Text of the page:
Downsides to Functional Nursing
Functional nursing prioritizes efficiency over holistic care. That’s not ideal for people who want to be treated with a focus on their overall wellbeing rather than just focusing on specific symptoms and illnesses.
Basic Assistance Care
Private home care often offers these services as part of their care model, or they can be a nice complement to medical care at home. Basic assistance care means having someone help with daily chores like grocery shopping, laundry, and any other tasks around the house that you’d need help completing. This way, private home care can keep an elderly loved one in their home, even if they’re struggling to take care of it.
Benefits of Basic Assistance Care
Like we said, this model of care can be a great private home care option for those who don’t have any major medical needs but still require some help managing their household. If you’re not aware of this option, you might choose to move out of your home into a facility that can provide for you, but that might not be what you really want. Basic assistance care can keep you in your home, where you’re most comfortable.
Drawbacks of Basic Assistance Care
Obviously the only concern with this type of private home care is that it doesn’t provide enough support for everyone. Lots of people will require more help than basic assistance. Any major medical conditions will necessitate a more intensive form of treatment. Basic assistance care can fill in the gaps not covered by medical care, but it’s not going to be great as the sole source of care for many people.
Physical, Occupational, or Speech Therapy
While some types of private home care are more focused on everyday activities, others (like this category) are more focused on medical needs. These types of therapists can help a patient recover from an injury, relearn how to do daily functions, or express themselves clearly.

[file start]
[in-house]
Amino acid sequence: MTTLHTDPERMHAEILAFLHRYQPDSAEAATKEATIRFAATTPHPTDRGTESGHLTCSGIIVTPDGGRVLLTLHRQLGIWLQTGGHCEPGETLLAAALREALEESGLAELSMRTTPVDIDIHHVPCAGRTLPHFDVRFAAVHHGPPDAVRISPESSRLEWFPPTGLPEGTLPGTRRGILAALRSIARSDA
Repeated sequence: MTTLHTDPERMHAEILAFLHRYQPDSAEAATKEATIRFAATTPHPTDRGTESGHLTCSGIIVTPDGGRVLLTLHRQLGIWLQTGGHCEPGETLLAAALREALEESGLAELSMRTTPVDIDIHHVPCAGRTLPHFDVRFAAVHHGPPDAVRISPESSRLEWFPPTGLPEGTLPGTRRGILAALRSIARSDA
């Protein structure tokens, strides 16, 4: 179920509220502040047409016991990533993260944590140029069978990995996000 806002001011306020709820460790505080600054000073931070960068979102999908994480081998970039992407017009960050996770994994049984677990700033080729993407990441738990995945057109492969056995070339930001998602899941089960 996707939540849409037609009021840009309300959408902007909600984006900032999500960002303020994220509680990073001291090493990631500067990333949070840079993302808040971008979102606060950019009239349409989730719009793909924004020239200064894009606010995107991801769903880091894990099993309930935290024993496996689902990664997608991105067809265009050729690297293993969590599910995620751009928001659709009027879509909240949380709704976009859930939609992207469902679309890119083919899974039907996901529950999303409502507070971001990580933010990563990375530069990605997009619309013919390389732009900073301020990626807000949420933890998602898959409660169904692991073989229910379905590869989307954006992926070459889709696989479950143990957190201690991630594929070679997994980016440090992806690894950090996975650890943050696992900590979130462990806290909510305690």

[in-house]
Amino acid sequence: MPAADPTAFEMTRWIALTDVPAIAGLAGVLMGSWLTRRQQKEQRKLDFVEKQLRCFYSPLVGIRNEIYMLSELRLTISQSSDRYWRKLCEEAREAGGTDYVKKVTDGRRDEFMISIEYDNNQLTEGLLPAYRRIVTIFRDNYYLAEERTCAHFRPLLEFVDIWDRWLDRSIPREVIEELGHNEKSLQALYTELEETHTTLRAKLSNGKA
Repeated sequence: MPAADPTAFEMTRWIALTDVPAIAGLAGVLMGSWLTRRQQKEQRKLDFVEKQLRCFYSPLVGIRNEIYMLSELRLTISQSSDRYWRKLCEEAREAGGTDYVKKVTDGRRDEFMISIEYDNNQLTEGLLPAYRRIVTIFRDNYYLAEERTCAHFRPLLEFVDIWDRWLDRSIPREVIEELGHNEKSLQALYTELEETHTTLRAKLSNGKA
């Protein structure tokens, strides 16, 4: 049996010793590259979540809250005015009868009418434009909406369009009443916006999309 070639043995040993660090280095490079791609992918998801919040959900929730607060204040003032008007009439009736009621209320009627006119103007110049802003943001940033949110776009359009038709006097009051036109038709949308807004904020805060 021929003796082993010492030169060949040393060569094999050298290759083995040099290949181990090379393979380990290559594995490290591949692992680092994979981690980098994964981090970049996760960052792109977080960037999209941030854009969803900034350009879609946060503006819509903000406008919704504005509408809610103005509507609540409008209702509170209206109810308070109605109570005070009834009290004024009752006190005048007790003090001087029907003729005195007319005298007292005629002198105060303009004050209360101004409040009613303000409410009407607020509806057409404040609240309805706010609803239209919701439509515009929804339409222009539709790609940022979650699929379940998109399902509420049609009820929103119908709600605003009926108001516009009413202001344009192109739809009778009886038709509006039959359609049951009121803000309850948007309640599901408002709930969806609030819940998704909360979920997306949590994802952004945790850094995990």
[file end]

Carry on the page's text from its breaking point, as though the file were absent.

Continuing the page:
Therapists that engage in this type of work are specialists, so this model is quite different from something like total patient care that has a more holistic focus. That’s not a negative, though. Lots of these different categories of care can be combined. You might only see a physical therapist for a few hours a week, but if you need more care than that, you’ll need the help of another type of private home care to complement those efforts. It’s all about finding the right solutions for your needs.
It’s not really appropriate to keep up with the benefits and drawbacks organization we’ve done thus far for this one — either you need these services or you don’t. The only potential issue would be that you’re only getting physical, occupational, or speech therapy when you need a lot more care on a daily basis. To avoid that, you can try to mix and match these services with other forms of care to keep you in peak form.
Medical Social Services
These kinds of services are essential for people who get a lot of different types of care — all those different services will need careful coordination. That’s where a medical social worker can step in as a case manager. These professionals can also help the patient locate any resources they might need that their private home care doesn’t cover, and they sometimes act as counselors.
Again, there aren’t really any downsides to this one. It’s just a supplemental form of care, making sure you’re getting exactly what you need. This will never be the only form of care you’re getting, so it’s not a main option to consider, just one of the add-ons that might be available to you.
In a hospital, you’ll find many different types of personnel who administer many different types of care. One way to coordinate that is to implement a team nursing structure. This model involves team meetings every day to coordinate the different services each patient requires. It’s also somewhat similar to functional nursing in that different professionals will administer the different services instead of one nurse attending to all of a patient’s needs during their shift. Here, there will be a team leader coordinating everything.